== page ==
• You are not using the head lice treatment properly. There are over-the-counter medications you can buy to get rid of head lice. But most of these require multiple uses because they can’t kill nits, just the nymphs and adult head lice. Make sure you are following the instructions in their labels.
  • Your child keeps getting head lice from family and friends. Head lice treatments won’t be effective if your child keeps getting a new batch of head lice from the people around them. Make sure to delouse everyone at home and ask your child to prevent head-to-head contact at school to avoid re-infestations.
  • You don’t clean your home enough. If the infested person lives with your child, don’t ignore the home, including its furnishings and personal items. Also, do you know that it’s common for mothers to have head lice too? Give particular attention to the furnishings and personal items you use. They may be the ones re-infesting your child.
  • You are dealing with super lice. No matter how dedicated you are to getting rid of the pests, there are times where they are just too resilient. If this is the case, you may be dealing with super lice. They are resistant to common over-the-counter ingredients like permethrin and pyrethrin.

To prevent head lice from re-infesting your child, make sure that your child is not exposed to other head lice sources and you are using the proper treatments.

Head lice may keep coming back because of their resiliency.
Image source: GillesSM (Creative Commons — Attribution-ShareAlike 2.0 Generic — CC BY-SA 2.0)

How to get rid of persistent head lice in children

Yes, head lice are resilient. But this doesn’t mean they are unbeatable. There are some effective ways to get rid of these persistent pests.

  • Consult your doctor. This is the best way to get rid of persistent head lice, especially if your child is too vulnerable. For example, most over-the-counter treatments are not suitable for children below two years old. If your child is still a baby, you definitely want to consult a doctor.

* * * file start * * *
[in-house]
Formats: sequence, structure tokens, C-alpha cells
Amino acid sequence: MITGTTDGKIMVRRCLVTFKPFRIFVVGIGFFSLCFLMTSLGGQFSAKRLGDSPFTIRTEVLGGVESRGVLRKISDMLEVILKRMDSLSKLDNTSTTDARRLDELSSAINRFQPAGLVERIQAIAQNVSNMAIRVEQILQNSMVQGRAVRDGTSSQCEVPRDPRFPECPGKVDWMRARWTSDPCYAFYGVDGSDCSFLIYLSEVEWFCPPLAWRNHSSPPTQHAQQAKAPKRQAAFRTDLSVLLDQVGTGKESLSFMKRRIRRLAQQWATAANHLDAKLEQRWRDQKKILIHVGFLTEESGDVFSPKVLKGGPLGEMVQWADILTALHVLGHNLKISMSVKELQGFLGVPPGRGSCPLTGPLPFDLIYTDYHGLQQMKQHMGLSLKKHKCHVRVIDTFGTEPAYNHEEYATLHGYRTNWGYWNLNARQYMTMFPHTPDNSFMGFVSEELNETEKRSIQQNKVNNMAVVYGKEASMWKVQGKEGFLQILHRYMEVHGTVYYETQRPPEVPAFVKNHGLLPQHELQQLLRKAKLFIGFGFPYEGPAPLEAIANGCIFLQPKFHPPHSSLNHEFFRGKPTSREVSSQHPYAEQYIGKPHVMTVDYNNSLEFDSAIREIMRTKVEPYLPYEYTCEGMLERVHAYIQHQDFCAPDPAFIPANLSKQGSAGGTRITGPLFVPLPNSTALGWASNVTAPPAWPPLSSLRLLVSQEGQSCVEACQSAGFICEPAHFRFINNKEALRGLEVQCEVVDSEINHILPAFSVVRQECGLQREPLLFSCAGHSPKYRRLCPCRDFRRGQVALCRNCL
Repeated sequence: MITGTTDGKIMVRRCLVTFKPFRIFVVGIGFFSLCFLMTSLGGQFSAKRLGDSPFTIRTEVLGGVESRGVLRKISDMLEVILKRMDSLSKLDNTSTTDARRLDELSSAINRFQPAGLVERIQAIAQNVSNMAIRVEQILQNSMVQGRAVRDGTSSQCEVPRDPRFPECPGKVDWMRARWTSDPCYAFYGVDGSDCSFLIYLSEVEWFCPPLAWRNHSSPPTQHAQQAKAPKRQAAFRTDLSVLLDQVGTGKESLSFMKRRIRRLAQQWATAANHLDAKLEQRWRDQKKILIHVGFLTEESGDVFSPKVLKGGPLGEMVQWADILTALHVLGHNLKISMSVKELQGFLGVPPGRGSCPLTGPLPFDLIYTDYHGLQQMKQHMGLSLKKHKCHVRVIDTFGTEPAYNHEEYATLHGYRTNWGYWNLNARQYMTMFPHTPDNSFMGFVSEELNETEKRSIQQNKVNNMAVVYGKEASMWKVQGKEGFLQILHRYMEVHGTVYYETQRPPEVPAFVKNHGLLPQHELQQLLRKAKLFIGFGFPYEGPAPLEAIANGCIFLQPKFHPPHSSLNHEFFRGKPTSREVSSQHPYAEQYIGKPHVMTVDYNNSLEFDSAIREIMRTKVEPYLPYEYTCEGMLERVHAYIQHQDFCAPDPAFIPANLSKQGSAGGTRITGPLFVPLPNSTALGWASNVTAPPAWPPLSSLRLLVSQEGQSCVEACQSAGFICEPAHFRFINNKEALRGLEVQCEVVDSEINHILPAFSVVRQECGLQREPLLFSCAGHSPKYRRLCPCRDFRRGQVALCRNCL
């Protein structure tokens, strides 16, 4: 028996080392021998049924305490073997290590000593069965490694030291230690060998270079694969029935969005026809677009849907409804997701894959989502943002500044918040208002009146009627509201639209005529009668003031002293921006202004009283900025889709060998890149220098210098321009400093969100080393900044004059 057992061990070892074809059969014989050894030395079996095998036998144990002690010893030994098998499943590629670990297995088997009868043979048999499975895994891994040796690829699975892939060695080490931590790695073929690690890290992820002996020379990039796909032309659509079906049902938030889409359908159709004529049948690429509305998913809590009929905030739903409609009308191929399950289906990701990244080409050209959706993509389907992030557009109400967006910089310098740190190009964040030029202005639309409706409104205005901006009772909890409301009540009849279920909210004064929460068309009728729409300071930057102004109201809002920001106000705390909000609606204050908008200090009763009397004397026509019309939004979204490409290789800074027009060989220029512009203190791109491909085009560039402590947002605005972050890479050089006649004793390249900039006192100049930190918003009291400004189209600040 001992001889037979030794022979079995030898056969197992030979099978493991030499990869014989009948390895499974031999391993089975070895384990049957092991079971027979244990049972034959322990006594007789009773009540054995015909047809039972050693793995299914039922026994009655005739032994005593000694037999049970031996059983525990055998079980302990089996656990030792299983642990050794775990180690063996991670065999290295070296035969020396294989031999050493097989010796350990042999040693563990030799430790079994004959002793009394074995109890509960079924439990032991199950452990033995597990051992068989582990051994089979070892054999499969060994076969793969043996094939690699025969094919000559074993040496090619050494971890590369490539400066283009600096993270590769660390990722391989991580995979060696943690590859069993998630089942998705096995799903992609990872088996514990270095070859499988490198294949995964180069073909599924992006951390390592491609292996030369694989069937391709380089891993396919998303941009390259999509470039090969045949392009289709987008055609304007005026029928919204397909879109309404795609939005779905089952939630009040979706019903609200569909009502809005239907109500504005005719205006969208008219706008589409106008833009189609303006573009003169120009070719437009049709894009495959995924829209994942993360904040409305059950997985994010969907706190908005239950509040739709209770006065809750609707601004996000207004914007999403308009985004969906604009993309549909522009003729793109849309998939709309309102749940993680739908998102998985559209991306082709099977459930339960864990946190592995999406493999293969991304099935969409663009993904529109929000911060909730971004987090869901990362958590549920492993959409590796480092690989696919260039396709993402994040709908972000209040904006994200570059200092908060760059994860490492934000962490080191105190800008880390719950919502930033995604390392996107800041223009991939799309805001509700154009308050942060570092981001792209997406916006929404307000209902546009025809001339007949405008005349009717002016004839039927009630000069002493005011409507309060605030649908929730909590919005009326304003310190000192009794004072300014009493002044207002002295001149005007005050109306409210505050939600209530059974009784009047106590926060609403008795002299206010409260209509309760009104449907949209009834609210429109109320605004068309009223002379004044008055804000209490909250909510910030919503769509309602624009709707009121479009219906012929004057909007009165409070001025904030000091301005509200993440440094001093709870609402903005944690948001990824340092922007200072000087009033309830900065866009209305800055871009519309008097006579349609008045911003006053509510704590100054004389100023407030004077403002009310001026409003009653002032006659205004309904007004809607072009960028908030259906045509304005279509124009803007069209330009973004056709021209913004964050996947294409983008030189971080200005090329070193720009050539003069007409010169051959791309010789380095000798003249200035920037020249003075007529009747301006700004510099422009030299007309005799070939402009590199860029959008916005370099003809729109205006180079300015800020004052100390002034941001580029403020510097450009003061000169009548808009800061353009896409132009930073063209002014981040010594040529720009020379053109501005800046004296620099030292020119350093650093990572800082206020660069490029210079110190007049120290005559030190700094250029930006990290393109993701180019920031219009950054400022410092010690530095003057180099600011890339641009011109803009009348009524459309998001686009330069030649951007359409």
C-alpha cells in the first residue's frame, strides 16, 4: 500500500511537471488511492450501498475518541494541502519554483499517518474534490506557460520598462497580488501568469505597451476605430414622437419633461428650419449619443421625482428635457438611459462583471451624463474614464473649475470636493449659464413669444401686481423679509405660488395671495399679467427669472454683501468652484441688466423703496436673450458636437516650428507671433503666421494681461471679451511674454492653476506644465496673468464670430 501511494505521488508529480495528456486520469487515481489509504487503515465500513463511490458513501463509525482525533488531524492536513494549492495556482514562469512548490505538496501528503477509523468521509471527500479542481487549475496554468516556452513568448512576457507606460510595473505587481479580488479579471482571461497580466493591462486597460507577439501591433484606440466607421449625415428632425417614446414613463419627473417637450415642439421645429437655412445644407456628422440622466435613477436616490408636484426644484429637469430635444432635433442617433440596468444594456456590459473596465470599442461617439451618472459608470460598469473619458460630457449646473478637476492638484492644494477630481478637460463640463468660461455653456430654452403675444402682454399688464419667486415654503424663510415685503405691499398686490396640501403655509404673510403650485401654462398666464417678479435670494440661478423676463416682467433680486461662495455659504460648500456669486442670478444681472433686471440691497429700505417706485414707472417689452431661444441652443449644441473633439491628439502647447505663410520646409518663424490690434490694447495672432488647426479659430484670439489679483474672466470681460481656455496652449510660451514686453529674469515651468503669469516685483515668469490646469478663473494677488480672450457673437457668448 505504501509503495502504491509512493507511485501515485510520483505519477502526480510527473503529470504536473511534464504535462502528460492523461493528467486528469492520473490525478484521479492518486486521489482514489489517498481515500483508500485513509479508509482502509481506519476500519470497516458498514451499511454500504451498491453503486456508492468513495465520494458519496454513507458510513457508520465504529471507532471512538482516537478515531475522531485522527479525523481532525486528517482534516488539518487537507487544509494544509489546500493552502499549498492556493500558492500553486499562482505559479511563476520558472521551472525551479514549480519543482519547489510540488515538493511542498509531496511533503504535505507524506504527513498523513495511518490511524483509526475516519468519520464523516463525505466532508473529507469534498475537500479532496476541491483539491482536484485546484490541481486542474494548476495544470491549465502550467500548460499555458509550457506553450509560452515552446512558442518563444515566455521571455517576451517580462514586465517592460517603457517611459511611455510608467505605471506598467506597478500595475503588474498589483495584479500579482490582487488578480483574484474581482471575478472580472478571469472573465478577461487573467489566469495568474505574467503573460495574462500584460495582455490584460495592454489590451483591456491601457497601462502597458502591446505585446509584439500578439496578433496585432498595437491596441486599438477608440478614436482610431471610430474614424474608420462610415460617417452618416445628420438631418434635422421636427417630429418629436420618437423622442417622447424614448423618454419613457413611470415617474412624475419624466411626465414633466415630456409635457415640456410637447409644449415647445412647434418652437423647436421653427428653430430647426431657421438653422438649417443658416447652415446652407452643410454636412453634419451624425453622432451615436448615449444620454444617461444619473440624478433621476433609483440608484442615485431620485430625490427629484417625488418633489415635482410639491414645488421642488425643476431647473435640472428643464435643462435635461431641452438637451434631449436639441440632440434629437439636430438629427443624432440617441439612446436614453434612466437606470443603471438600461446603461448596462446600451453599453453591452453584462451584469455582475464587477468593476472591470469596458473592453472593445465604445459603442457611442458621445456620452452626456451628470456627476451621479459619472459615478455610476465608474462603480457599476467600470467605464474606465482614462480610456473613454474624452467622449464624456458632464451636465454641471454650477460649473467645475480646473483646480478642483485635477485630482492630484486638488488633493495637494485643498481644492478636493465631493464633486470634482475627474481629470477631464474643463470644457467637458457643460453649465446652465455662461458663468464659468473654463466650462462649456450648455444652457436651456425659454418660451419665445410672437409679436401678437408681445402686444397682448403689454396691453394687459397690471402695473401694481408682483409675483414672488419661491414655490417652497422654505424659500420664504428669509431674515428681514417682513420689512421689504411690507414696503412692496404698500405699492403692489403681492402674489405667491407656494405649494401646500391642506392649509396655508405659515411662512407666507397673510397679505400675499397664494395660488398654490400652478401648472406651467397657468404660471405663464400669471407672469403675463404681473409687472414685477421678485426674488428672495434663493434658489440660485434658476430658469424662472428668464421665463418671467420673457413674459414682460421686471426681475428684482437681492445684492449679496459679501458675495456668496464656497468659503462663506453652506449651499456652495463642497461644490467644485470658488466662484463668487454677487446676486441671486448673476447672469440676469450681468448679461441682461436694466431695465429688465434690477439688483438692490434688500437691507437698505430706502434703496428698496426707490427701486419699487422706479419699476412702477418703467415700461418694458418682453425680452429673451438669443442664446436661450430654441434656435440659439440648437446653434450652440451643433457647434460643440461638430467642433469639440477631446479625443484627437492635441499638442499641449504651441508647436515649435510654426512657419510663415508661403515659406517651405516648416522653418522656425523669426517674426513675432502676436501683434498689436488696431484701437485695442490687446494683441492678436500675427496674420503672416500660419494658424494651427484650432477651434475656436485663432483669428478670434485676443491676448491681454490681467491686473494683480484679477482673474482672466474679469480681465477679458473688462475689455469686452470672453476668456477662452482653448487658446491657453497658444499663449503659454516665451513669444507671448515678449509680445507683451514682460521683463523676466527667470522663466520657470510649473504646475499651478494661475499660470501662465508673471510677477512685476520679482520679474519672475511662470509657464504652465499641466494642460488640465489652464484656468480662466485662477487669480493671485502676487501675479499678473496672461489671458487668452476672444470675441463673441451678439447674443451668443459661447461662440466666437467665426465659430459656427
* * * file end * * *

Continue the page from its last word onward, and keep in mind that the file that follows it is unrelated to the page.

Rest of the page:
• Get rid of the head lice manually. There is always the manual method of killing head lice – combing them away with a lice comb. No amount of resilience will save them from the thin teeth of lice combs and the soapy water where you can drown them. The downside of this method is that it requires a lot of time and effort. You will need to be consistent and meticulous to get rid of an infestation this way.
  • Be wary of DIY approaches. There are a lot of claims out there that this and that ingredient is effective in getting rid of head lice. But these claims may do more harm to your child than good. For example, it’s actually not true that salt is effective against these pests. You may waste a lot of time relying on these DIY approaches while your child is suffering from intense itchiness and skin sores.

You can help your child avoid getting head lice again and again

Your child is more vulnerable to head lice because of the fact that children are not very protective of their personal space and they are likely to get head-to-head contact at school. But with the proper preventive measures, you can help your child avoid getting head lice over and over again.

When in doubt, you can always consult a doctor. This is particularly important if your child is below two years old, as most over-the-counter medications are not suitable for very young patients.

Leave a Comment